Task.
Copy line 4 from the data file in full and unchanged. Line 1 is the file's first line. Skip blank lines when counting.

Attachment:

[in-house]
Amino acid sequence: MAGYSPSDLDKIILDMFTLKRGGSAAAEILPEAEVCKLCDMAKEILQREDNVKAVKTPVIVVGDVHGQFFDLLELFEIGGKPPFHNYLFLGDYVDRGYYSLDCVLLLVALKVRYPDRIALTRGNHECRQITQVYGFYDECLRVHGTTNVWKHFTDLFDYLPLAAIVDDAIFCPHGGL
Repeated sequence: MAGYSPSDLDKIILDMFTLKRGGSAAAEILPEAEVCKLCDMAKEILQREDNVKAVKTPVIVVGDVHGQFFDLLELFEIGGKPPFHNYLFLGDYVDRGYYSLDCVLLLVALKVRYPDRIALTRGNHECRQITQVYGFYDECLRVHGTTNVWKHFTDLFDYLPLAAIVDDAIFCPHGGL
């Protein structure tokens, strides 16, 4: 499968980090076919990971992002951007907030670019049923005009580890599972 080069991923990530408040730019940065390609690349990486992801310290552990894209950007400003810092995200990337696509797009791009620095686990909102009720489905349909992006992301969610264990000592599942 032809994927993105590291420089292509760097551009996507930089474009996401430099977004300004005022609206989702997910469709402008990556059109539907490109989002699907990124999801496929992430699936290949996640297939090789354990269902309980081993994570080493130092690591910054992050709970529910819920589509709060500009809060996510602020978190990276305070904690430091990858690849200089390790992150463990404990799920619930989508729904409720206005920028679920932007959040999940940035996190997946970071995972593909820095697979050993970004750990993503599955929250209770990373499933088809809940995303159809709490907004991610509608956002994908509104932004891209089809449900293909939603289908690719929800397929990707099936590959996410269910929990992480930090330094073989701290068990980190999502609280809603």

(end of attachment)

């Protein structure tokens, strides 16, 4: 499968980090076919990971992002951007907030670019049923005009580890599972 080069991923990530408040730019940065390609690349990486992801310290552990894209950007400003810092995200990337696509797009791009620095686990909102009720489905349909992006992301969610264990000592599942 032809994927993105590291420089292509760097551009996507930089474009996401430099977004300004005022609206989702997910469709402008990556059109539907490109989002699907990124999801496929992430699936290949996640297939090789354990269902309980081993994570080493130092690591910054992050709970529910819920589509709060500009809060996510602020978190990276305070904690430091990858690849200089390790992150463990404990799920619930989508729904409720206005920028679920932007959040999940940035996190997946970071995972593909820095697979050993970004750990993503599955929250209770990373499933088809809940995303159809709490907004991610509608956002994908509104932004891209089809449900293909939603289908690719929800397929990707099936590959996410269910929990992480930090330094073989701290068990980190999502609280809603």